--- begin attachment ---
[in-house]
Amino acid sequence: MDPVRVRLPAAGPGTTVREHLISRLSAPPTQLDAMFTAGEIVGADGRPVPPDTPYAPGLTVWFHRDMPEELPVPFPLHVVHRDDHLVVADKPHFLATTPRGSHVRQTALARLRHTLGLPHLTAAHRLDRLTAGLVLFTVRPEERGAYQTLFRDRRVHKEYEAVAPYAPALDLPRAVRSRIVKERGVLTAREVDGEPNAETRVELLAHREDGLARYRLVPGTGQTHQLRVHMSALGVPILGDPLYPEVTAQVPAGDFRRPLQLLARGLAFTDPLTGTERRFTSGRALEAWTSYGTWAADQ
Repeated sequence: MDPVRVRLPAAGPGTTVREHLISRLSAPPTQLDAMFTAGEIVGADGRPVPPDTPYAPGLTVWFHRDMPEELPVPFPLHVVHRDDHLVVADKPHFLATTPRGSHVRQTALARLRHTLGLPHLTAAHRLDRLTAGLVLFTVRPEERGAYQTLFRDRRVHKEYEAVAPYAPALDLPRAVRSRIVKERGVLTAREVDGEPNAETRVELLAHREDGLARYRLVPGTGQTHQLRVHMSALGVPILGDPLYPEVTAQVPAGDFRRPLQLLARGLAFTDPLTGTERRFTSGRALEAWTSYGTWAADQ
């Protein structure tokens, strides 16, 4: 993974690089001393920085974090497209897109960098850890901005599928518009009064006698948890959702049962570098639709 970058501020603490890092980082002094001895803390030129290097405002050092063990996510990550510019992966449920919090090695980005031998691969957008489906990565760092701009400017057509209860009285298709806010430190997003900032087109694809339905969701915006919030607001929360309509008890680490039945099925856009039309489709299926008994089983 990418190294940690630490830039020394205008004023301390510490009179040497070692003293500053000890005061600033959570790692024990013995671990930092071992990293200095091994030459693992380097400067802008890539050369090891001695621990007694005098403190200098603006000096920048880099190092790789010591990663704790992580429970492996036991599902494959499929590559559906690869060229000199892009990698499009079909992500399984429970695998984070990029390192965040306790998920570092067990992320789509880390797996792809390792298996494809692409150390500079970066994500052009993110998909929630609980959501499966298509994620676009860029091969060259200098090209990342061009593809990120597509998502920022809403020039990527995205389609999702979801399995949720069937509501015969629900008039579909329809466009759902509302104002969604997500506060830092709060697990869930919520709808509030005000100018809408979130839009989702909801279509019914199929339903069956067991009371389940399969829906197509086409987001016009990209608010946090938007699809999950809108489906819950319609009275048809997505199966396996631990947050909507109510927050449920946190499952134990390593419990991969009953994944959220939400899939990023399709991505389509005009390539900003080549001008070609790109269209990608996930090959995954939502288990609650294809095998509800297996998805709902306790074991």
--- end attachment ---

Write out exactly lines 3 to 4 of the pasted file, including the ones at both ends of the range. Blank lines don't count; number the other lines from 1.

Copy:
Repeated sequence: MDPVRVRLPAAGPGTTVREHLISRLSAPPTQLDAMFTAGEIVGADGRPVPPDTPYAPGLTVWFHRDMPEELPVPFPLHVVHRDDHLVVADKPHFLATTPRGSHVRQTALARLRHTLGLPHLTAAHRLDRLTAGLVLFTVRPEERGAYQTLFRDRRVHKEYEAVAPYAPALDLPRAVRSRIVKERGVLTAREVDGEPNAETRVELLAHREDGLARYRLVPGTGQTHQLRVHMSALGVPILGDPLYPEVTAQVPAGDFRRPLQLLARGLAFTDPLTGTERRFTSGRALEAWTSYGTWAADQ
């Protein structure tokens, strides 16, 4: 993974690089001393920085974090497209897109960098850890901005599928518009009064006698948890959702049962570098639709 970058501020603490890092980082002094001895803390030129290097405002050092063990996510990550510019992966449920919090090695980005031998691969957008489906990565760092701009400017057509209860009285298709806010430190997003900032087109694809339905969701915006919030607001929360309509008890680490039945099925856009039309489709299926008994089983 990418190294940690630490830039020394205008004023301390510490009179040497070692003293500053000890005061600033959570790692024990013995671990930092071992990293200095091994030459693992380097400067802008890539050369090891001695621990007694005098403190200098603006000096920048880099190092790789010591990663704790992580429970492996036991599902494959499929590559559906690869060229000199892009990698499009079909992500399984429970695998984070990029390192965040306790998920570092067990992320789509880390797996792809390792298996494809692409150390500079970066994500052009993110998909929630609980959501499966298509994620676009860029091969060259200098090209990342061009593809990120597509998502920022809403020039990527995205389609999702979801399995949720069937509501015969629900008039579909329809466009759902509302104002969604997500506060830092709060697990869930919520709808509030005000100018809408979130839009989702909801279509019914199929339903069956067991009371389940399969829906197509086409987001016009990209608010946090938007699809999950809108489906819950319609009275048809997505199966396996631990947050909507109510927050449920946190499952134990390593419990991969009953994944959220939400899939990023399709991505389509005009390539900003080549001008070609790109269209990608996930090959995954939502288990609650294809095998509800297996998805709902306790074991």